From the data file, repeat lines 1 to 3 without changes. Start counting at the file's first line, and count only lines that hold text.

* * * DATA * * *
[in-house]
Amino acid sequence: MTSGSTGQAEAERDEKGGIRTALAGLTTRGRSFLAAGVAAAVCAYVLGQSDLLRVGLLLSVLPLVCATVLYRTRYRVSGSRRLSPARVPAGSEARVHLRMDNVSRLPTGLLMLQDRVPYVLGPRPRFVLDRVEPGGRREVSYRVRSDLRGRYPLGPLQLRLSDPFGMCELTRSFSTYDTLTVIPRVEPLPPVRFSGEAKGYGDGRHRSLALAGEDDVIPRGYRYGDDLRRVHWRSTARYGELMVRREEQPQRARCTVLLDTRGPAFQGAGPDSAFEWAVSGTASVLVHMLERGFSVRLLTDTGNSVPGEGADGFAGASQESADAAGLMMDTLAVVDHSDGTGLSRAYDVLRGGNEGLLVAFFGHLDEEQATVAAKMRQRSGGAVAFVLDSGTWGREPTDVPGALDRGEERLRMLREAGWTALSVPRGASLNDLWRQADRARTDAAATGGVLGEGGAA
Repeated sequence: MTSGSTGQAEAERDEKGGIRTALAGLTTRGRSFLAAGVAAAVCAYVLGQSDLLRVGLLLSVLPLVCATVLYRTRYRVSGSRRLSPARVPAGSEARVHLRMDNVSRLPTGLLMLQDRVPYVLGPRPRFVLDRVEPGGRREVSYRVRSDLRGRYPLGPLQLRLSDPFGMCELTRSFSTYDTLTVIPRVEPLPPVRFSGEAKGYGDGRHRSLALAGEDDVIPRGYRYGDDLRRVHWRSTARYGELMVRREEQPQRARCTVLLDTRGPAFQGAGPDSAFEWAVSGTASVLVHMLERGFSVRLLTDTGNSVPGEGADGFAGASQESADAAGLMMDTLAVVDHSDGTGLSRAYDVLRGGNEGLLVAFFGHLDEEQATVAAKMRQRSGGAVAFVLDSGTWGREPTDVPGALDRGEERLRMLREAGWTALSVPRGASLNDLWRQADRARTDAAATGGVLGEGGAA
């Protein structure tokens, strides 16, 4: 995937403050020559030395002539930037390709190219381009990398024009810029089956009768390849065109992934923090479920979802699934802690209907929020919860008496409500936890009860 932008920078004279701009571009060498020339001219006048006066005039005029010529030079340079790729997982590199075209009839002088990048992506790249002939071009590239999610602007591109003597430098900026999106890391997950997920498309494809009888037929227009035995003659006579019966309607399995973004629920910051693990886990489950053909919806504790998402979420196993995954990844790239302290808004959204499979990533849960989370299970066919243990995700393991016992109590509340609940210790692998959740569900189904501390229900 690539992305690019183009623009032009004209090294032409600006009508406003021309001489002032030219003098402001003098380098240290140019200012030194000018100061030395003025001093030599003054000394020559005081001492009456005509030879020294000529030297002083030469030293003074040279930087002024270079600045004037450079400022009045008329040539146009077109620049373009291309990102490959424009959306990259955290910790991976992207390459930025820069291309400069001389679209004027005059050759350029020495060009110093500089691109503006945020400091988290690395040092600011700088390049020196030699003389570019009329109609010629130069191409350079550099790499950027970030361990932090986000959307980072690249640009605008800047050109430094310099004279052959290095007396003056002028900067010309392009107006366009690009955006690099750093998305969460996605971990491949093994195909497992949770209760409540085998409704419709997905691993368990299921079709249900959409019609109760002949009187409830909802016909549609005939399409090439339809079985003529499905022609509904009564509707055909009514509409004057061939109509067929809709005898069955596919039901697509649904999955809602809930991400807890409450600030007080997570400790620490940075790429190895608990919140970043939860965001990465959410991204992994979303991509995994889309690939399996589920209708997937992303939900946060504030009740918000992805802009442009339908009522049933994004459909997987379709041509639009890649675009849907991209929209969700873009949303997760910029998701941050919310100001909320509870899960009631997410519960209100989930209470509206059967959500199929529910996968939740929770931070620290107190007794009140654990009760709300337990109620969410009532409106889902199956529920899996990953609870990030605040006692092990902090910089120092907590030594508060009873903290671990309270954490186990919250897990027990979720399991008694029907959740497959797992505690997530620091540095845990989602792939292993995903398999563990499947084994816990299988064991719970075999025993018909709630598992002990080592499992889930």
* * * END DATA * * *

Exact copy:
[in-house]
Amino acid sequence: MTSGSTGQAEAERDEKGGIRTALAGLTTRGRSFLAAGVAAAVCAYVLGQSDLLRVGLLLSVLPLVCATVLYRTRYRVSGSRRLSPARVPAGSEARVHLRMDNVSRLPTGLLMLQDRVPYVLGPRPRFVLDRVEPGGRREVSYRVRSDLRGRYPLGPLQLRLSDPFGMCELTRSFSTYDTLTVIPRVEPLPPVRFSGEAKGYGDGRHRSLALAGEDDVIPRGYRYGDDLRRVHWRSTARYGELMVRREEQPQRARCTVLLDTRGPAFQGAGPDSAFEWAVSGTASVLVHMLERGFSVRLLTDTGNSVPGEGADGFAGASQESADAAGLMMDTLAVVDHSDGTGLSRAYDVLRGGNEGLLVAFFGHLDEEQATVAAKMRQRSGGAVAFVLDSGTWGREPTDVPGALDRGEERLRMLREAGWTALSVPRGASLNDLWRQADRARTDAAATGGVLGEGGAA
Repeated sequence: MTSGSTGQAEAERDEKGGIRTALAGLTTRGRSFLAAGVAAAVCAYVLGQSDLLRVGLLLSVLPLVCATVLYRTRYRVSGSRRLSPARVPAGSEARVHLRMDNVSRLPTGLLMLQDRVPYVLGPRPRFVLDRVEPGGRREVSYRVRSDLRGRYPLGPLQLRLSDPFGMCELTRSFSTYDTLTVIPRVEPLPPVRFSGEAKGYGDGRHRSLALAGEDDVIPRGYRYGDDLRRVHWRSTARYGELMVRREEQPQRARCTVLLDTRGPAFQGAGPDSAFEWAVSGTASVLVHMLERGFSVRLLTDTGNSVPGEGADGFAGASQESADAAGLMMDTLAVVDHSDGTGLSRAYDVLRGGNEGLLVAFFGHLDEEQATVAAKMRQRSGGAVAFVLDSGTWGREPTDVPGALDRGEERLRMLREAGWTALSVPRGASLNDLWRQADRARTDAAATGGVLGEGGAA